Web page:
According to Profit, the young-men’s market fits on the smaller end of a broad menswear sizing scale that caters to the young and old alike, with embellishments serving as the real distinguishing factor.

“We’re still marketing it towards the sixteen, seventeen year old, but usually they’re a medium adult so they kind of fall into the adult category,” says Profit. “If they haven’t hit their growth spurt yet they could get away with still buying a youth product and if they have, they could go ahead and buy an adult or men’s product.”

Teenaged girls, on the other hand, can’t as easily be grouped with the youth or women’s categories because for them, it’s about finding a fit with specs that fall outside any one given spectrum. And as its intended audience, juniors styles are there to offer that comfort and confidence to young women.

“For the juniors, the body type plays a big part of it with their chest and hips growing, so there’s a little bit more to play with there,” Profit adds.

Coast-to-coast color

In the New York fashion landscape, Mayeri observes individuals sporting the junior-like soft-washed, longer-bodied, sheer-burnout and thermal styles, all of whom appear to be out to get noticed. “As far as colors go, brights are in,” he reports. “The purples and the kellies, fuchsias and colors that pop are very popular. Obviously black is the number-one color always, black and white is just a staple, and then I think the fashion colors right now are the bright colors.”

The same goes for hipsters on the left coast and, according to Profit, even though the guys go for basic gear, California males tend to make louder color statements than the females.

“Turquoise, hot pink, safety green even, they’re really going, especially in California,” Profit says. “Down at Huntington on the weekends, I haven’t seen this much color just walking the streets for ages. I think it translates over to the women, but they will still go with the earth tones. They’ll wear the deep purples and the loud stuff, but not as much as I see in the young men’s market right now.”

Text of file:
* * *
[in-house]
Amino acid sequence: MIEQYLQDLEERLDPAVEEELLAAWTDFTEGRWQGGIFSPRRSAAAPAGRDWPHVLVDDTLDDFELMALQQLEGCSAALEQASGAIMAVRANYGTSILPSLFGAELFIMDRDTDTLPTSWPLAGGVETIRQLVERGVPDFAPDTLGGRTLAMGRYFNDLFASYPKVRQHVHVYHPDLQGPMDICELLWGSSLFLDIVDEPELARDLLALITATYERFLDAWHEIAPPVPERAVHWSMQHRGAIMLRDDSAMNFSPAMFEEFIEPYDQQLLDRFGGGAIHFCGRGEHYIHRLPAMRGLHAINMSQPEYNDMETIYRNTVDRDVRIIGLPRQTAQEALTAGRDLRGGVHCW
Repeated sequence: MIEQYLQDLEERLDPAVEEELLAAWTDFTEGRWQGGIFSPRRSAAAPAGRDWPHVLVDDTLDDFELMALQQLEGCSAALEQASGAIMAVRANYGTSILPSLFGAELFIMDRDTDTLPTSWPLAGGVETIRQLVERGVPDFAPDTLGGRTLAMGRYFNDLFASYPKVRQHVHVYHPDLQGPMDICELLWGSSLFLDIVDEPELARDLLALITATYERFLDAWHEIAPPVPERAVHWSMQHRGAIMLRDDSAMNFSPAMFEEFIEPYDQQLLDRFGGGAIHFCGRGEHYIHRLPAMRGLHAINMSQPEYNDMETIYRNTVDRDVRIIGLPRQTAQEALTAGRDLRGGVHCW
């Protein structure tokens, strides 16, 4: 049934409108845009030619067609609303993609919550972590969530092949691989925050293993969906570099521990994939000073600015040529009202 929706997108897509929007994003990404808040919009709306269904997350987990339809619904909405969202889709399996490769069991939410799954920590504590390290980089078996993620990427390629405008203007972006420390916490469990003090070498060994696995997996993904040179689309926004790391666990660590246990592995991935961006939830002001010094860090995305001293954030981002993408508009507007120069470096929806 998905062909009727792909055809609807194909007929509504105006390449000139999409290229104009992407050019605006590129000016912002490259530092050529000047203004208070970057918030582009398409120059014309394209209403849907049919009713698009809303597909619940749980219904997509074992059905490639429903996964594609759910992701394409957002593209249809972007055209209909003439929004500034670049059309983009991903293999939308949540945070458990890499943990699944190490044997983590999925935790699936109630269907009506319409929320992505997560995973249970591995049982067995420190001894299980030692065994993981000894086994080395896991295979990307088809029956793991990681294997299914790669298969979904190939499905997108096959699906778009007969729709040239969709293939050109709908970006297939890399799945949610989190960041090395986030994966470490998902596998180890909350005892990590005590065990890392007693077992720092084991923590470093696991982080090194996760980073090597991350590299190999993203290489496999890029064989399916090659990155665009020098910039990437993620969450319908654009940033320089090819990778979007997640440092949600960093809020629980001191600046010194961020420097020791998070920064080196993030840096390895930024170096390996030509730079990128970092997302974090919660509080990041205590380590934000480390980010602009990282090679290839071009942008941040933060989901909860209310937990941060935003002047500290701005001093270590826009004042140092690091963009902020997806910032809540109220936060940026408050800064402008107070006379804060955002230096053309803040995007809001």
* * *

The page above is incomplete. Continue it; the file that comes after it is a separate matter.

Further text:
Complementing those vivid shades are soft-handed discharge prints, foils, rhinestones, and specialty acid and stone washes. “Multimedia embellishments are all the rage,” Raposo adds, discussing reverse and layered appliqué techniques.

Conscionable youth are also reading, and buying into the organic story, with young consumers becoming educated about protecting the environment, says Profit: “They have strong beliefs in what they are buying and wearing.” The slightly higher cost, however, could cause its popularity to wane in a maxed-out economy where perceived value may no longer hold up against actual dollar amount."

“We sell a good amount of organic but it has tapered off a little bit over the last few months,” Profit states. “It’s a fine line. I think the kids believe in it and they want to do it but, when it comes to a twenty-dollar shirt versus a twenty-five dollar shirt, are they going to pay that much of a mark up? It’s yet to be seen.”

The junior exec

While juniors fashion portrays an essence of youth, it is clear that it’s also being sold to a broader base of buyers. Accordingly, our sources suggest that these styles have their place outside of the obvious school and team markets, with expansion potential within the classic corporate market, “. . . If it’s done right,” Profit says. “Young corporate America still wants to be hip and current with style, so there’s always a little something they could do without going over the top. Just little touches here and there to dress up their Ts or clothing.”

Instead of bringing the hip to corporate, Mayeri recommends seeking out businesses with a cool-factor already intact: “If the end user is more fashion forward––for example, let’s say you’re doing a promotion for a liquor company––they’ll use fashion-forward items instead of using a basic, boxy T-shirt, because the girls will wear it. That is, they’ll wear it out instead of wearing it to sleep.”

Raposo mentions uniforms and staff apparel as another department that can benefit from junior-styled items, pointing out that many women would welcome form-fitting apparel for the workplace, such as fitted polo shirts for teachers.

Retail-licensed apparel, she says, is another alternative, with celebrity icons, rock bands and the like as licensed art that can be profitable if paired with the right apparel.

Youth may be wasted on the young, but its fashions aren’t, with juniors styles that appeal to, and can be worn by, youngsters and the young-at-heart.